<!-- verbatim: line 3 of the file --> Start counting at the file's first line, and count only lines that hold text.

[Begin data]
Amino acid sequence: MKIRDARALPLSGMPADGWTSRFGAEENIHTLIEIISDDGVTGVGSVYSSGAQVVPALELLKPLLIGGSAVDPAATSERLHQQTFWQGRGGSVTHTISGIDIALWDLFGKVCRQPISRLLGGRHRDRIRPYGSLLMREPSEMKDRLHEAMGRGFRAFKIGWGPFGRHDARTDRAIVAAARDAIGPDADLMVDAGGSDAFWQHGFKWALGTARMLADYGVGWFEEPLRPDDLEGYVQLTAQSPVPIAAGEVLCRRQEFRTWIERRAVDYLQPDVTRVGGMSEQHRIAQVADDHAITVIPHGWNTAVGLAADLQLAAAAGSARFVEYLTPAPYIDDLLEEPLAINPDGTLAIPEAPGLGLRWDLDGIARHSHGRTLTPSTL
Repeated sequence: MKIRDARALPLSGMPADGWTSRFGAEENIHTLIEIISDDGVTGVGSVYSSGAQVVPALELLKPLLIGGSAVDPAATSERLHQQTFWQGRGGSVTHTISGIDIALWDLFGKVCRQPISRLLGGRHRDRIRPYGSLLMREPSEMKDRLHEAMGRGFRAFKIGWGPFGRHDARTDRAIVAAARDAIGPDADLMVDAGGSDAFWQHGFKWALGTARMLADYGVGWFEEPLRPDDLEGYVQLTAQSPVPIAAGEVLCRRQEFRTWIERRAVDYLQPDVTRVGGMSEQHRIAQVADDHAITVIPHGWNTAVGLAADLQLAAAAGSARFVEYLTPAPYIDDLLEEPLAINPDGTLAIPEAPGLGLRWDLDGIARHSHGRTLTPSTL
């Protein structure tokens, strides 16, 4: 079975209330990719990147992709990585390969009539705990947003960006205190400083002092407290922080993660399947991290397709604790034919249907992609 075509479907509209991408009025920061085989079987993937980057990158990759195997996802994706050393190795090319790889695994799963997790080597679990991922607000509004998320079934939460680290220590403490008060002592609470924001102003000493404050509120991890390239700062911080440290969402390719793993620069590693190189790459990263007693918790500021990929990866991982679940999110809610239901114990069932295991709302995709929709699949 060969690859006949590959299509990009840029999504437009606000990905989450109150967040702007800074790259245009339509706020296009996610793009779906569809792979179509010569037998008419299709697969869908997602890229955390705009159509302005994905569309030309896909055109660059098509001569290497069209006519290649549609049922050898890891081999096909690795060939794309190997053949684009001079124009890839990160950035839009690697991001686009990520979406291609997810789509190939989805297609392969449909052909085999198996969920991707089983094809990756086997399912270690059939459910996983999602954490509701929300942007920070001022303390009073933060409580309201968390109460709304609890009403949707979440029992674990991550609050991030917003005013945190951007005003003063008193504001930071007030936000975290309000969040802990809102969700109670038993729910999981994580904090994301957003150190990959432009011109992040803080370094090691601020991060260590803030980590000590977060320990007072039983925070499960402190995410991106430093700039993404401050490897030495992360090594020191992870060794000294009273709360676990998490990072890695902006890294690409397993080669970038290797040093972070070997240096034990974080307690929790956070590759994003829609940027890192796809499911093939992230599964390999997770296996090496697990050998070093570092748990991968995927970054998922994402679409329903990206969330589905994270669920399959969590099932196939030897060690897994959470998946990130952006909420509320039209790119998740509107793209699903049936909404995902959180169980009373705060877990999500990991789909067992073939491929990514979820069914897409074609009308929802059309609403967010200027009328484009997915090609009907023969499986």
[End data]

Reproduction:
């Protein structure tokens, strides 16, 4: 079975209330990719990147992709990585390969009539705990947003960006205190400083002092407290922080993660399947991290397709604790034919249907992609 075509479907509209991408009025920061085989079987993937980057990158990759195997996802994706050393190795090319790889695994799963997790080597679990991922607000509004998320079934939460680290220590403490008060002592609470924001102003000493404050509120991890390239700062911080440290969402390719793993620069590693190189790459990263007693918790500021990929990866991982679940999110809610239901114990069932295991709302995709929709699949 060969690859006949590959299509990009840029999504437009606000990905989450109150967040702007800074790259245009339509706020296009996610793009779906569809792979179509010569037998008419299709697969869908997602890229955390705009159509302005994905569309030309896909055109660059098509001569290497069209006519290649549609049922050898890891081999096909690795060939794309190997053949684009001079124009890839990160950035839009690697991001686009990520979406291609997810789509190939989805297609392969449909052909085999198996969920991707089983094809990756086997399912270690059939459910996983999602954490509701929300942007920070001022303390009073933060409580309201968390109460709304609890009403949707979440029992674990991550609050991030917003005013945190951007005003003063008193504001930071007030936000975290309000969040802990809102969700109670038993729910999981994580904090994301957003150190990959432009011109992040803080370094090691601020991060260590803030980590000590977060320990007072039983925070499960402190995410991106430093700039993404401050490897030495992360090594020191992870060794000294009273709360676990998490990072890695902006890294690409397993080669970038290797040093972070070997240096034990974080307690929790956070590759994003829609940027890192796809499911093939992230599964390999997770296996090496697990050998070093570092748990991968995927970054998922994402679409329903990206969330589905994270669920399959969590099932196939030897060690897994959470998946990130952006909420509320039209790119998740509107793209699903049936909404995902959180169980009373705060877990999500990991789909067992073939491929990514979820069914897409074609009308929802059309609403967010200027009328484009997915090609009907023969499986």